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“Public dinners,” says a daily paper, “have been robbed of one of their greatest terrors.” To those who hoped that this meant that after-dinner speeches were going out of fashion, it will come as a disappointment to learn that the paragraph merely refers to an improvement in the system of flash-light photographs.

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Prophet Dowie has wired in his breezy way to a congress of faith-healers, “You are a meeting of charlatans and humbugs. The Lord detests humbugs, and I am commissioned to tell you so.” There is no greater authority on the subject.



Printed unsigned in Vanity Fair; entered by Wodehouse as “In the Stocks” for this date in Money Received for Literary Work. It is possible that not all individual items are by Wodehouse.




“THE LONDON FIRE BRIGADE. Greater care is being exercised in the selection of suitable men for the London Fire Brigade, and several who would have been engaged a year or two ago are now rejected as unfit. Only the other day a candidate who had passed the preliminary tests of strength, etc., was rejected by Captain Hamilton with the remark, “You are too stout for a fireman. As a matter of fact I am too stout myself.” The candidate resented the assertion and told the chief officer he was capable of jumping over the head of any man then in the drill class.” (Aberdeen Journal, September 24, 1904)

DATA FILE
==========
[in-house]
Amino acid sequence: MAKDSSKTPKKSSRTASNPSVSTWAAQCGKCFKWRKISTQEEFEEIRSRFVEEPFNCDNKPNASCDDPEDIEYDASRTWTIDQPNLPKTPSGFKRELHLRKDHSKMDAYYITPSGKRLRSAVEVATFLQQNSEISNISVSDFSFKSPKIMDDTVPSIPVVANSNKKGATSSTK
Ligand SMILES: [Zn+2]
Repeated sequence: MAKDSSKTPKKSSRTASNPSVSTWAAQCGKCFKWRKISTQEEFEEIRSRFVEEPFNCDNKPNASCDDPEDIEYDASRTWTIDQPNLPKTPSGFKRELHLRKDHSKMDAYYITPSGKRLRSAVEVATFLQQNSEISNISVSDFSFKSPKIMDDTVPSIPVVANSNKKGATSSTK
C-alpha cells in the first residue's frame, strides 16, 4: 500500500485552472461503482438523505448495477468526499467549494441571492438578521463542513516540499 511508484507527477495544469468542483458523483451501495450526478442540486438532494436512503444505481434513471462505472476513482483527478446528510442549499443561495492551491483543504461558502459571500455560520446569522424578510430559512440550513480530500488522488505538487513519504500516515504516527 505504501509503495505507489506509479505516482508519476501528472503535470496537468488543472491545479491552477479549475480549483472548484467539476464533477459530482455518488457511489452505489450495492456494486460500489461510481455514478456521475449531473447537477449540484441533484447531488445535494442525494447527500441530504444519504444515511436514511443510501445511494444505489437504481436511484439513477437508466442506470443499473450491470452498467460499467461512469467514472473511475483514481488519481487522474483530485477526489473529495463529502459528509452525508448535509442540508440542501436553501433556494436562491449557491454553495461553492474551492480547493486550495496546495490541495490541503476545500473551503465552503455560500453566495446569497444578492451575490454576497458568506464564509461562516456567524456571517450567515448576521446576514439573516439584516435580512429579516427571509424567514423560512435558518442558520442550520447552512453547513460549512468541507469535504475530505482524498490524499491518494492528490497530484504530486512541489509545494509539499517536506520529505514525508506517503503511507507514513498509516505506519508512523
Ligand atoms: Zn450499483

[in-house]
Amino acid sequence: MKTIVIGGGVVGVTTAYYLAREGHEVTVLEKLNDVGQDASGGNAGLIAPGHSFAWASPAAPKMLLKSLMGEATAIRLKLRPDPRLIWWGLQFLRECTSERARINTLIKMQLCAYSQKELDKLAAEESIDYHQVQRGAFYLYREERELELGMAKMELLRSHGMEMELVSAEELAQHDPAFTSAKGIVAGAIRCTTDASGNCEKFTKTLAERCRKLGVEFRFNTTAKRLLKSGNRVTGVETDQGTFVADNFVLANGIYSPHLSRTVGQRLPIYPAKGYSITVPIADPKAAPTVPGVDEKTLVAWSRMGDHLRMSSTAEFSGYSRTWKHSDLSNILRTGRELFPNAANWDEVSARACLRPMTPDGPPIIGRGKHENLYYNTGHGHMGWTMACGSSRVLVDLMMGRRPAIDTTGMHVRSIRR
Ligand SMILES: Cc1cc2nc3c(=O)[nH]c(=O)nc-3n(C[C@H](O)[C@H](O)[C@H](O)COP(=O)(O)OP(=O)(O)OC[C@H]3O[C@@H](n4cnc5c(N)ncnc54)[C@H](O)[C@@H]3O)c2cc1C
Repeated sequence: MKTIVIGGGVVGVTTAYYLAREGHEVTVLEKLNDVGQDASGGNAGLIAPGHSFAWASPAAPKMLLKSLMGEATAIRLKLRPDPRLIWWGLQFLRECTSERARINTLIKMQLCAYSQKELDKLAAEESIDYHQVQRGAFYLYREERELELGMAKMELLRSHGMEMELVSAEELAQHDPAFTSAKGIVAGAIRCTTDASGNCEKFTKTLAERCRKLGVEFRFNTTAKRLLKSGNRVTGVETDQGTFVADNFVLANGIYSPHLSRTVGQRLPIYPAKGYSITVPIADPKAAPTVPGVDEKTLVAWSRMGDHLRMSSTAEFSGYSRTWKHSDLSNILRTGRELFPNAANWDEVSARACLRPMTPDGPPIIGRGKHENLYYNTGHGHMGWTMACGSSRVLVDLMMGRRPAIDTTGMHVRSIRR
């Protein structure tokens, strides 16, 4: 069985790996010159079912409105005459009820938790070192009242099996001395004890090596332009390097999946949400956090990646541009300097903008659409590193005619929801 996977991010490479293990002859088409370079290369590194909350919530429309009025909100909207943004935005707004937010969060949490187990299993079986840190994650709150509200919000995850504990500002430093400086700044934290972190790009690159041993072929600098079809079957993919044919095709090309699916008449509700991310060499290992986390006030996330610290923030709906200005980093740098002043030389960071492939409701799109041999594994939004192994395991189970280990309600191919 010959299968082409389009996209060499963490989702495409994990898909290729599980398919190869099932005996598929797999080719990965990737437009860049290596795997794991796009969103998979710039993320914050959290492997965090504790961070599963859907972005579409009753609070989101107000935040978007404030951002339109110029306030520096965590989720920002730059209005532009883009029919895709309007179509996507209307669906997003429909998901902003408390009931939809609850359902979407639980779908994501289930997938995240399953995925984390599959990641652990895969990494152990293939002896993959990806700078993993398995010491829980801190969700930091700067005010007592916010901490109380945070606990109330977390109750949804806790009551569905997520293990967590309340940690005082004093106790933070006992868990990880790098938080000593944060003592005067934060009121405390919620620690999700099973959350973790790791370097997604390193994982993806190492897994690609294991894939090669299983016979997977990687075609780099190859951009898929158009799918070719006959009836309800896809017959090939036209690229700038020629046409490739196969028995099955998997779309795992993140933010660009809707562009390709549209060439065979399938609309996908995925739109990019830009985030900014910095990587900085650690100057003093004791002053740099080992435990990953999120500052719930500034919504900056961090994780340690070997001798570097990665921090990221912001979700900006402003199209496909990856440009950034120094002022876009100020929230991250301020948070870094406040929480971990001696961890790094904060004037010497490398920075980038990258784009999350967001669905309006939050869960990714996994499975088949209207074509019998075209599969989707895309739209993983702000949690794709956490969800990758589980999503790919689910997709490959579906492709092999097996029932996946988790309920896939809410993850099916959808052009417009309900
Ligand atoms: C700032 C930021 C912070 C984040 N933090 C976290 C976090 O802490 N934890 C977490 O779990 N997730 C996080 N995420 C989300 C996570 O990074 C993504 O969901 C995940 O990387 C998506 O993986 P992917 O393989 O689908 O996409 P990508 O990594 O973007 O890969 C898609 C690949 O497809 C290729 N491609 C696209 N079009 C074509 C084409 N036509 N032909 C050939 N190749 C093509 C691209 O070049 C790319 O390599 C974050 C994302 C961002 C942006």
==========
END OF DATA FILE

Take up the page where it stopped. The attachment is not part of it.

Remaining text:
John Dawson    


At Kallstadt, Bavaria, a six-year-old boy set fire to his parents’ house “in order,” he afterwards confessed, “to burn his schoolbooks, as he did not want to go to school.” (Exeter and Plymouth Gazette, September 20, 1904)

Alfred Trombetti, of Bologna, has risen from the position of a barber to the possession of an international reputation as the world’s greatest linguist. He has completely mastered 400 different languages and dialects. (Evening Telegraph, September 20, 1904)

REV. JOSEPH HOCKING SUMMONED. Among the number of passive resisters summoned at Walthamstow, to-day, was the Rev. Joseph Hocking, of Woodford Union Church, who did not appear, but a letter was read from him in which he said he had declined to pay the sectarian rate. (Nottingham Evening Post, September 22, 1904) At this time in British politics, Passive Resisters referred to religious Nonconformists opposed to paying taxes on the grounds that a portion of the tax went to support denominational (i.e. Church of England) religious teaching in publicly-supported schools.

A terrible scene took place at Enghien yesterday, says a Paris telegram, whan La Goulue, the once notorious dance, was attacked by a lion. (Lancashire Evening Post, September 12, 1904)

Mr Eugene Ware, Commissioner in the United States Bureau of Pensions, whose administration has been noted for its originality, has decorated the door of his official reception room with a sign in large letters reading, “The Lord hates a liar.“ (Edinburgh Evening News, September 22, 1904)

DOWIE ON THE WARPATH. The annual convention of faith healers was opened last night [September 20] at the Mount Zion Sanctuary, Jersey City....The “prophet” Dowie has sent [a] telegram to the leaders of the congress:— (Dundee Courier, September 23, 1904)


Neil Midkiff